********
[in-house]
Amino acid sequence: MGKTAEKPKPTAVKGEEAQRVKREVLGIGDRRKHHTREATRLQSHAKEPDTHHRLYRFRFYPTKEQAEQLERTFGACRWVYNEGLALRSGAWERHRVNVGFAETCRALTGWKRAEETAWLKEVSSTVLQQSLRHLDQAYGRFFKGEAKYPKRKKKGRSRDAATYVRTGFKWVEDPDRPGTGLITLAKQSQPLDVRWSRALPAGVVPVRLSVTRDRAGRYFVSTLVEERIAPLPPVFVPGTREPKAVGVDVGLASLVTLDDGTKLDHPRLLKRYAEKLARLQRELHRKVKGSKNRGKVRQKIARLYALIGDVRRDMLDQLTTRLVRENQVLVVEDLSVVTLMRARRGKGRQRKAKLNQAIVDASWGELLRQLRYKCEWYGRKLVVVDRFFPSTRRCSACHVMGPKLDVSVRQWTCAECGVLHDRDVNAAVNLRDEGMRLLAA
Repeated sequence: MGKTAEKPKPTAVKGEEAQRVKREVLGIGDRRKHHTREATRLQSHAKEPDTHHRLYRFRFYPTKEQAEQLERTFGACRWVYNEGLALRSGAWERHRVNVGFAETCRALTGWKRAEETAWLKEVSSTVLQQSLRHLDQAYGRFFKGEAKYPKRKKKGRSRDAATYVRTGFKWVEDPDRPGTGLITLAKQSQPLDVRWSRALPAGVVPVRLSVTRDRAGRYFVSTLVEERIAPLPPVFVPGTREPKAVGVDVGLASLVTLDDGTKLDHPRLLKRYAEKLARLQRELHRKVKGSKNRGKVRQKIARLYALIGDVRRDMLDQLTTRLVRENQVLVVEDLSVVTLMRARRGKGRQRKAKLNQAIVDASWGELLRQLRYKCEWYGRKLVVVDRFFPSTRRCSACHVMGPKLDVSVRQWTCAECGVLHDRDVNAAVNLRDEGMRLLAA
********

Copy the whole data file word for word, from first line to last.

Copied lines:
[in-house]
Amino acid sequence: MGKTAEKPKPTAVKGEEAQRVKREVLGIGDRRKHHTREATRLQSHAKEPDTHHRLYRFRFYPTKEQAEQLERTFGACRWVYNEGLALRSGAWERHRVNVGFAETCRALTGWKRAEETAWLKEVSSTVLQQSLRHLDQAYGRFFKGEAKYPKRKKKGRSRDAATYVRTGFKWVEDPDRPGTGLITLAKQSQPLDVRWSRALPAGVVPVRLSVTRDRAGRYFVSTLVEERIAPLPPVFVPGTREPKAVGVDVGLASLVTLDDGTKLDHPRLLKRYAEKLARLQRELHRKVKGSKNRGKVRQKIARLYALIGDVRRDMLDQLTTRLVRENQVLVVEDLSVVTLMRARRGKGRQRKAKLNQAIVDASWGELLRQLRYKCEWYGRKLVVVDRFFPSTRRCSACHVMGPKLDVSVRQWTCAECGVLHDRDVNAAVNLRDEGMRLLAA
Repeated sequence: MGKTAEKPKPTAVKGEEAQRVKREVLGIGDRRKHHTREATRLQSHAKEPDTHHRLYRFRFYPTKEQAEQLERTFGACRWVYNEGLALRSGAWERHRVNVGFAETCRALTGWKRAEETAWLKEVSSTVLQQSLRHLDQAYGRFFKGEAKYPKRKKKGRSRDAATYVRTGFKWVEDPDRPGTGLITLAKQSQPLDVRWSRALPAGVVPVRLSVTRDRAGRYFVSTLVEERIAPLPPVFVPGTREPKAVGVDVGLASLVTLDDGTKLDHPRLLKRYAEKLARLQRELHRKVKGSKNRGKVRQKIARLYALIGDVRRDMLDQLTTRLVRENQVLVVEDLSVVTLMRARRGKGRQRKAKLNQAIVDASWGELLRQLRYKCEWYGRKLVVVDRFFPSTRRCSACHVMGPKLDVSVRQWTCAECGVLHDRDVNAAVNLRDEGMRLLAA